Discussion


Larry Maupin
 

I  read the posts of Rick, Ian and Barbara late last night with great interest and would like to thank all of you for enlivening the discussion about the final couple of days of old-time radio soap operas with your comments and reference sources. 

Ian asked for some information about Whispering Streets.  Jim Cox has an entry on it in his Historical Dictionary of American Radio Soap Operas (P.245), part of which I will quote here: "One of the last daytime narratives still airing on 'the day radio drama died', comparatively speaking it was one of only a handful of closed-end stories.  Initially its romantic tales were completed in 20-minute broadcasts.  By 1954, when the series became a quarter-hour feature the stories were serialized, traditionally opening on Monday and winding up on Friday of the same week."



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Larry Maupin


Ian Grieve
 

Larry, thank you.  I went to the library and spot checked some episodes of Whispering Streets.  They weren't Australian unfortunately.

An interesting point.  At first I incorrectly typed in otrr.net instead of otrr.org and was directed to otrcat.  Seems he is surrounding OTRR.

Ian

------ Original Message ------
From: "Larry Maupin" <lmaupin@...>
Sent: 17/04/2021 11:19:10 PM
Subject: [OldTimeRadioResearchers] Discussion

I  read the posts of Rick, Ian and Barbara late last night with great interest and would like to thank all of you for enlivening the discussion about the final couple of days of old-time radio soap operas with your comments and reference sources.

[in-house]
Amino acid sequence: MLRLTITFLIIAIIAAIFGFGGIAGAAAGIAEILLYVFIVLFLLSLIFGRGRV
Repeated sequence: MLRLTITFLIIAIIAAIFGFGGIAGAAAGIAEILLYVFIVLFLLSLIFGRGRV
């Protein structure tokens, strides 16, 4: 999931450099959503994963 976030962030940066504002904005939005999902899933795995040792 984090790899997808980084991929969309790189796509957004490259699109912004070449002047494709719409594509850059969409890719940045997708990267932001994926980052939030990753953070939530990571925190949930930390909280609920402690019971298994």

Ian asked for some information about Whispering Streets.  Jim Cox has an entry on it in his Historical Dictionary of American Radio Soap Operas (P.245), part of which I will quote here: "One of the last daytime narratives still airing on 'the day radio drama died', comparatively speaking it was one of only a handful of closed-end stories.  Initially its romantic tales were completed in 20-minute broadcasts.  By 1954, when the series became a quarter-hour feature the stories were serialized, traditionally opening on Monday and winding up on Friday of the same week."



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Larry Maupin


Larry Maupin
 

You are welcome Ian.  I think the most interesting thing about this serial is that it is considered to be a soap opera by an authority such as Jim Cox and that episodes survive from both November 24th and 25th, 1960.  History has smiled upon it because it just happened to be in the right company at the right time.

Larry 

-----------------------------------------

From: "Ian Grieve"
To: main@oldtimeradioresearchers.groups.io
Cc:
Sent: Saturday April 17 2021 7:38:10PM
Subject: Re: [OldTimeRadioResearchers] Discussion

Larry, thank you.  I went to the library and spot checked some episodes of Whispering Streets.  They weren't Australian unfortunately.

An interesting point.  At first I incorrectly typed in otrr.net instead of otrr.org and was directed to otrcat.  Seems he is surrounding OTRR.

Ian

------ Original Message ------
From: "Larry Maupin" <lmaupin@...>
To: "'Main@OldTimeRadioResearchers.groups.io'" <Main@oldtimeradioresearchers.groups.io>
Sent: 17/04/2021 11:19:10 PM
Subject: [OldTimeRadioResearchers] Discussion

I  read the posts of Rick, Ian and Barbara late last night with great interest and would like to thank all of you for enlivening the discussion about the final couple of days of old-time radio soap operas with your comments and reference sources. 

Ian asked for some information about Whispering Streets.  Jim Cox has an entry on it in his Historical Dictionary of American Radio Soap Operas (P.245), part of which I will quote here: "One of the last daytime narratives still airing on 'the day radio drama died', comparatively speaking it was one of only a handful of closed-end stories.  Initially its romantic tales were completed in 20-minute broadcasts.  By 1954, when the series became a quarter-hour feature the stories were serialized, traditionally opening on Monday and winding up on Friday of the same week."



--
Larry Maupin
--
Larry Maupin